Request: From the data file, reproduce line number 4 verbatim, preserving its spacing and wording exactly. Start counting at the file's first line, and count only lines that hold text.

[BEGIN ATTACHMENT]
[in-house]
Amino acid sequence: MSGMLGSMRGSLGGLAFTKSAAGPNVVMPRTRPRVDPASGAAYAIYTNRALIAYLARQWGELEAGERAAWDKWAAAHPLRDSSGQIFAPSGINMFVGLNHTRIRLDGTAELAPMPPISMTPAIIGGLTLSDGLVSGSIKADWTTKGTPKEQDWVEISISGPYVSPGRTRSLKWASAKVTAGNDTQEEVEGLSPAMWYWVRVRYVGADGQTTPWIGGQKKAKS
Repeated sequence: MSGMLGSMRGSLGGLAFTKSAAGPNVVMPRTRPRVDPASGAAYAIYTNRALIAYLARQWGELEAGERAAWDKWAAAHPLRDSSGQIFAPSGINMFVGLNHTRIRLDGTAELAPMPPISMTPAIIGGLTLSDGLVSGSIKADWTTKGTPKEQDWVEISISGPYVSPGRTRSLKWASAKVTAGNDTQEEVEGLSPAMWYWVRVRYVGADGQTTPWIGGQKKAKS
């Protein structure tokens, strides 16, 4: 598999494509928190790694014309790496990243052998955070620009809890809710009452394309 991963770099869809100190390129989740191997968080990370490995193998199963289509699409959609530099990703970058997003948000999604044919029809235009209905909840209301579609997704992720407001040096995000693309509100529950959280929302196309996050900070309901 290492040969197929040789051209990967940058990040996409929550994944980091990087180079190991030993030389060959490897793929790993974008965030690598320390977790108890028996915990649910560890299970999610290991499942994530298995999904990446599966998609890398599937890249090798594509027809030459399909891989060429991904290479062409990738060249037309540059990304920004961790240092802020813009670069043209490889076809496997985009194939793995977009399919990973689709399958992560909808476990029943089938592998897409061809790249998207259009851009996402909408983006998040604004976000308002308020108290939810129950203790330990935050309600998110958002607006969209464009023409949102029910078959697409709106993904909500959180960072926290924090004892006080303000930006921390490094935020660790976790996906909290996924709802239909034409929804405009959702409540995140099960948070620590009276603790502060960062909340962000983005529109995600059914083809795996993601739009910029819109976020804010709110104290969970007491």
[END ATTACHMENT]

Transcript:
């Protein structure tokens, strides 16, 4: 598999494509928190790694014309790496990243052998955070620009809890809710009452394309 991963770099869809100190390129989740191997968080990370490995193998199963289509699409959609530099990703970058997003948000999604044919029809235009209905909840209301579609997704992720407001040096995000693309509100529950959280929302196309996050900070309901 290492040969197929040789051209990967940058990040996409929550994944980091990087180079190991030993030389060959490897793929790993974008965030690598320390977790108890028996915990649910560890299970999610290991499942994530298995999904990446599966998609890398599937890249090798594509027809030459399909891989060429991904290479062409990738060249037309540059990304920004961790240092802020813009670069043209490889076809496997985009194939793995977009399919990973689709399958992560909808476990029943089938592998897409061809790249998207259009851009996402909408983006998040604004976000308002308020108290939810129950203790330990935050309600998110958002607006969209464009023409949102029910078959697409709106993904909500959180960072926290924090004892006080303000930006921390490094935020660790976790996906909290996924709802239909034409929804405009959702409540995140099960948070620590009276603790502060960062909340962000983005529109995600059914083809795996993601739009910029819109976020804010709110104290969970007491």